"galloway" Discussed on 5 Questions with Dan Schawbel
"I would've liked to have made my living as a professional athlete. I learned pretty early on in high school and in college. I could not make a living there. So i started focusing on things i was good at and then when it became great at that those things i became passionate about them because they started affording me everything from a nicer home to a broader selection of mates that i was all of a sudden able to have friends and mates. That were more interesting. Better looking than me as i became better at what i did and those things will make you passionate about whatever it is you two points one. Is you get a premium for being the best. The best in the world people pay more for that and the other one is really important and does not get said. Is this idea falling. Your passion is usually said by people of higher social economic status talking down to those of lower status of hustle porn industry. That says quit your job and go work for business for free. Well what if you're a single mother. Look there's a certain reality around i think. In a capitalist society everyone has an obligation to develop economic security and it sounds boring and everybody likes to qualify pursue. What i love. That's just going to happen. No it doesn't you have to have a plan. It's really hard and it's really competitive out there. Tax lawyers don't grow up. You don't hear an eight year old singer. I'm going to be a tax lawyer. You're going to be an astronaut. You're going to be firemen. I'm going to be a tax lawyer. People tax lawyers incredible skill and can navigate tax law and understand how to write. Well understand a communicates clients. They end up flying private and a doing really interesting. Things is really interesting people which makes them passionate about tax law. The these are just the facts right. And i think it's a great awakening to realize that. Hey something that..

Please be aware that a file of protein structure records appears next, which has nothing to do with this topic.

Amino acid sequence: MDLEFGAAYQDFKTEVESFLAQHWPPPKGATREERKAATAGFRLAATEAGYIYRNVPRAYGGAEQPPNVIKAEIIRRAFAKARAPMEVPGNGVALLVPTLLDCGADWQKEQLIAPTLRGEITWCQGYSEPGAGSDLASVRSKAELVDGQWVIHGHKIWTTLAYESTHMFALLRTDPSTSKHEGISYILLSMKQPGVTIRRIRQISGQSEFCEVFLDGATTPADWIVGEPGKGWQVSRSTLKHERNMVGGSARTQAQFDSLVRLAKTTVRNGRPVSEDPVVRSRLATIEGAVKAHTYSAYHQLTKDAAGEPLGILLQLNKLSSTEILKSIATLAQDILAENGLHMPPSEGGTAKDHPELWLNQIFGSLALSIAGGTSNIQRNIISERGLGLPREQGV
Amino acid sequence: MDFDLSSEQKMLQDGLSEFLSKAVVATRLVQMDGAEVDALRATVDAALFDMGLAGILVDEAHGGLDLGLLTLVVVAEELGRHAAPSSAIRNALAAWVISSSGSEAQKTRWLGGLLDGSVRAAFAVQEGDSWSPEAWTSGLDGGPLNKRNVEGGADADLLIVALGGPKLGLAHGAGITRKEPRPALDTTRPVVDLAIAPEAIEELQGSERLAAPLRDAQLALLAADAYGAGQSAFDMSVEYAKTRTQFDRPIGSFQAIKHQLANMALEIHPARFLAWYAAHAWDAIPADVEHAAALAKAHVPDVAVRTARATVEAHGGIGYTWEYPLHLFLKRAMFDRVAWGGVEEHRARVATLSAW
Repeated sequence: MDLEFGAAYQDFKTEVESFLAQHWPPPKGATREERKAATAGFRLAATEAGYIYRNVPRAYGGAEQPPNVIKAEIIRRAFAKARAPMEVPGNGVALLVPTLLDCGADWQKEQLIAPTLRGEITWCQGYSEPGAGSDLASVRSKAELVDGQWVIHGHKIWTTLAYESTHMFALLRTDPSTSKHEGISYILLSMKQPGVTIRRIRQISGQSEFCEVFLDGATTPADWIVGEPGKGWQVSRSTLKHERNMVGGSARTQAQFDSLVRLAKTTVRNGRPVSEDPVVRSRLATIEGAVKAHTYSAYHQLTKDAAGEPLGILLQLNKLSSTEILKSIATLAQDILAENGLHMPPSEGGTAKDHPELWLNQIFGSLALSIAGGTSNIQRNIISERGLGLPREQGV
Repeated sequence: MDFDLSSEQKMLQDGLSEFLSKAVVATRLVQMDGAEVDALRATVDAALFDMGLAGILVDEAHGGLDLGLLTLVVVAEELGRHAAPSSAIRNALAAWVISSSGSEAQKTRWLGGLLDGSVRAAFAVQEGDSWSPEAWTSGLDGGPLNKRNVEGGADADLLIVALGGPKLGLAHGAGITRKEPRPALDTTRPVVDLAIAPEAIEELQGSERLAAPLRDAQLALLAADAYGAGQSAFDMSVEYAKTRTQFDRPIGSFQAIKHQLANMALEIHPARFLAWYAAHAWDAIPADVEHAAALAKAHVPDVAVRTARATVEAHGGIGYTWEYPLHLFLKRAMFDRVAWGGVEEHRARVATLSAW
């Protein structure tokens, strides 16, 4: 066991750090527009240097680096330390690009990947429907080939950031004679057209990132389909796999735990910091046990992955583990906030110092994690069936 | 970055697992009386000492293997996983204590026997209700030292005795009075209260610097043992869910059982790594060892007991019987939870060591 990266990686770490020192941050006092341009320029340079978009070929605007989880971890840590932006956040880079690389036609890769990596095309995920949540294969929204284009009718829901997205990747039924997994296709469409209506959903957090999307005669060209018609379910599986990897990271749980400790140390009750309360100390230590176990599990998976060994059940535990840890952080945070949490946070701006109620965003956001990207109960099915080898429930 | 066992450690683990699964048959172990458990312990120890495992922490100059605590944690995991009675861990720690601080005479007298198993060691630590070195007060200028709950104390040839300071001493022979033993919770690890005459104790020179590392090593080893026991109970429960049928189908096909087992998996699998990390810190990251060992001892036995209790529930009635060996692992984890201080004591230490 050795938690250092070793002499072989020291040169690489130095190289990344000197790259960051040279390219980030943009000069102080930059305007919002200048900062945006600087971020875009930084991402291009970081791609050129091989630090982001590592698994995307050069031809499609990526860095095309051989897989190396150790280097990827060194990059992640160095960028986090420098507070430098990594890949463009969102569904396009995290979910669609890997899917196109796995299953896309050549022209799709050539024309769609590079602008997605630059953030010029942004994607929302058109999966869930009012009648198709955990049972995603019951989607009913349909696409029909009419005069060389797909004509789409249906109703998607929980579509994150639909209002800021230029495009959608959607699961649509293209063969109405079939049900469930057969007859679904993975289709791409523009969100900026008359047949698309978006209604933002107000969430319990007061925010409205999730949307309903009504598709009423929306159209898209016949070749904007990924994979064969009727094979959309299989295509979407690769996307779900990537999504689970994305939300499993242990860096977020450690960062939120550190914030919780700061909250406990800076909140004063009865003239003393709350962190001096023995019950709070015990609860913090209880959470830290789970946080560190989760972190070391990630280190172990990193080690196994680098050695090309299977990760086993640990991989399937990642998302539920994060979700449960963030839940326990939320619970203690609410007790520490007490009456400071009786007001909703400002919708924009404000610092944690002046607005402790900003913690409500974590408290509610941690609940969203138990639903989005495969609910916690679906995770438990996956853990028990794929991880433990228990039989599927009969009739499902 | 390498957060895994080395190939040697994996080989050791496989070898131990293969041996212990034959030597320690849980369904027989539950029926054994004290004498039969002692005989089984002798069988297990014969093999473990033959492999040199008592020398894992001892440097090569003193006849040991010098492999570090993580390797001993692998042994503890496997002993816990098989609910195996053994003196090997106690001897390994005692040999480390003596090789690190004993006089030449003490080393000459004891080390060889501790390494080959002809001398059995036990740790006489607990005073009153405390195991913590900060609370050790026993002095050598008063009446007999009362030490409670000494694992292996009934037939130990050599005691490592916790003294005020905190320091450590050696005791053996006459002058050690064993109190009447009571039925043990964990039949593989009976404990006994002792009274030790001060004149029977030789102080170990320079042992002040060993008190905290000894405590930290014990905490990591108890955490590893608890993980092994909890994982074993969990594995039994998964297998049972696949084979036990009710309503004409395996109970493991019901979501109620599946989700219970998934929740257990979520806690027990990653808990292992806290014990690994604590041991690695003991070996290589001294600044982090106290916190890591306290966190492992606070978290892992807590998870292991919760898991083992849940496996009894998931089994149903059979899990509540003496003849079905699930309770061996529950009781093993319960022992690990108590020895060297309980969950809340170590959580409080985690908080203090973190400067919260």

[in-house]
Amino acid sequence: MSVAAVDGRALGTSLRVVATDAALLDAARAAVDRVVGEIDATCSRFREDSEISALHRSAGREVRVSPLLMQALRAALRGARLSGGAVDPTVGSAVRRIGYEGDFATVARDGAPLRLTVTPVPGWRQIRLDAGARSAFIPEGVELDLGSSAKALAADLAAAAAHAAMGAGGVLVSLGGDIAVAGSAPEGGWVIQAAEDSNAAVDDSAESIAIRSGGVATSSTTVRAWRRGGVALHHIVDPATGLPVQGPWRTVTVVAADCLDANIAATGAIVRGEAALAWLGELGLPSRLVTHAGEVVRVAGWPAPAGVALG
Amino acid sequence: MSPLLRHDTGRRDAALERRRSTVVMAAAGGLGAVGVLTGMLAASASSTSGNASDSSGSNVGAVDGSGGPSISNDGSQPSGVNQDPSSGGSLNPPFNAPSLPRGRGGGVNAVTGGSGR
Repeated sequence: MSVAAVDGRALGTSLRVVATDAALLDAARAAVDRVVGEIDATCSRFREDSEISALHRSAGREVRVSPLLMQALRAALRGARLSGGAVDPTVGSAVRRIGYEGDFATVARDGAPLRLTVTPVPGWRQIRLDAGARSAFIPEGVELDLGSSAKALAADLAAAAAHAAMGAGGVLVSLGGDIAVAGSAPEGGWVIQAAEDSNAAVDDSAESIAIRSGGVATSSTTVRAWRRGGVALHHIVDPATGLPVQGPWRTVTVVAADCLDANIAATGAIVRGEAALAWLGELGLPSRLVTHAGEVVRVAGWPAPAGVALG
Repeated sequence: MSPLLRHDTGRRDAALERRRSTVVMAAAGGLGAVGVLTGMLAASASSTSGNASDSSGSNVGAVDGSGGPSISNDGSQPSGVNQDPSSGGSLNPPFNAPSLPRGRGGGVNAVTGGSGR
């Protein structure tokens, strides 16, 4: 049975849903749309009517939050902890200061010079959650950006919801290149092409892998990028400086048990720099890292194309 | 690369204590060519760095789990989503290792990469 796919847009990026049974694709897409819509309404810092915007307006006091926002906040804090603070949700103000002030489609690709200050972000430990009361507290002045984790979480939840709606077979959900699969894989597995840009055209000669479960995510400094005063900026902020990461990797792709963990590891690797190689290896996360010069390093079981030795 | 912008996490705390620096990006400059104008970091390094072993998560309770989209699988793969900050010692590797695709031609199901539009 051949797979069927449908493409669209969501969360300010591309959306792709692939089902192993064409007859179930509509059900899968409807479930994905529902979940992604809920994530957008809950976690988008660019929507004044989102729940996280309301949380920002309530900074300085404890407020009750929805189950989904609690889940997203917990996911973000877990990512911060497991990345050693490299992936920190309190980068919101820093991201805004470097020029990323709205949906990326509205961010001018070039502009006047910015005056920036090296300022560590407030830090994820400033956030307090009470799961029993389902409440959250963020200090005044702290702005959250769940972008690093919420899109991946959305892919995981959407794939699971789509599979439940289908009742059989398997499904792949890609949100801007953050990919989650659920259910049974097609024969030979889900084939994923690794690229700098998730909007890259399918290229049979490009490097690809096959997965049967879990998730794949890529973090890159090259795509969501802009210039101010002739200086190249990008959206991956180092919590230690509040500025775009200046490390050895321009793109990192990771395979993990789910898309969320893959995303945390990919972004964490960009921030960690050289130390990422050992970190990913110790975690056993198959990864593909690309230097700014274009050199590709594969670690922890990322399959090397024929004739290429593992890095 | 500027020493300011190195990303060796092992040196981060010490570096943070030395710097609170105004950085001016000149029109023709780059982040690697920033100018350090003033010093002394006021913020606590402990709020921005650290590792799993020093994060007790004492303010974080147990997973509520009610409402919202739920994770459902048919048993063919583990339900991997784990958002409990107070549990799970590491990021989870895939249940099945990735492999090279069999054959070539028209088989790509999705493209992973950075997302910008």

"galloway" Discussed on 5 Questions with Dan Schawbel
"Dan shaw bell in fewer than ten minutes. My goal is to extract best rights in the world's smartest in most interesting people might ask just questions. My guess. Today's nyu stern professor. Author and serial entrepreneur. Scott galloway scott founded nine companies including profit red envelope in l. to he's the best selling author of the four in the algebra of happiness and served on the board of directors of the new york times company and urban outfitters. We discuss his career in his latest book. Post corona from crisis to opportunity during this podcast episode scott. Welcome to.
"galloway" Discussed on The CMO Podcast
"Who's never raised his voice or raised his hand to any of us He's a gentleman who worked his whole life. He's a he's a war resource management die are. That's that's the thing as a corps of engineers guy in the in the military. He had passion for rivers olympics his whole life. If there's a flawed around the united states you'll still hear from a jerry galloway talking about flooding on the mississippi It's he's got a passion for his job. He's got a passion for his family and He's a great role model for me to try to live up to. What's your birth order. John where are you in the six. I am the second youngest. I'm one of six as well. I read nat. I'm number three the middle child. So hey john. This has been so good anything for me. I'll give you the last word. Anything you want me to comment upon a do You talk a lot about bram purpose. and in the world. Today i think the thing that i struggle with a little bit in trying to get my hands around is where brands should or shouldn't inject themselves in conversations. I'm we went through a lot. You know last year. This exact time about brands putting themselves into conversations. I'm one who believes you know. Every brand doesn't have to be a part every conversation. But i'd love to understand your perspective on that in any advice you have for For me and for daiva. I think you're people usually have good instincts in this and and certainly your history gives you guidance in this as well so i i agree with you we are. We are not in the. We're not pundits right as brands were here to to help life in some way based on our history and our products and our culture help help make life better in some way for our customers and society at large. So i think it's about what the brand with the brands employees care about. They care more about your brand than anyone. They care more about each other than anyone. Their instincts are usually right when they feel like. We're being too quiet about something or two vocal about.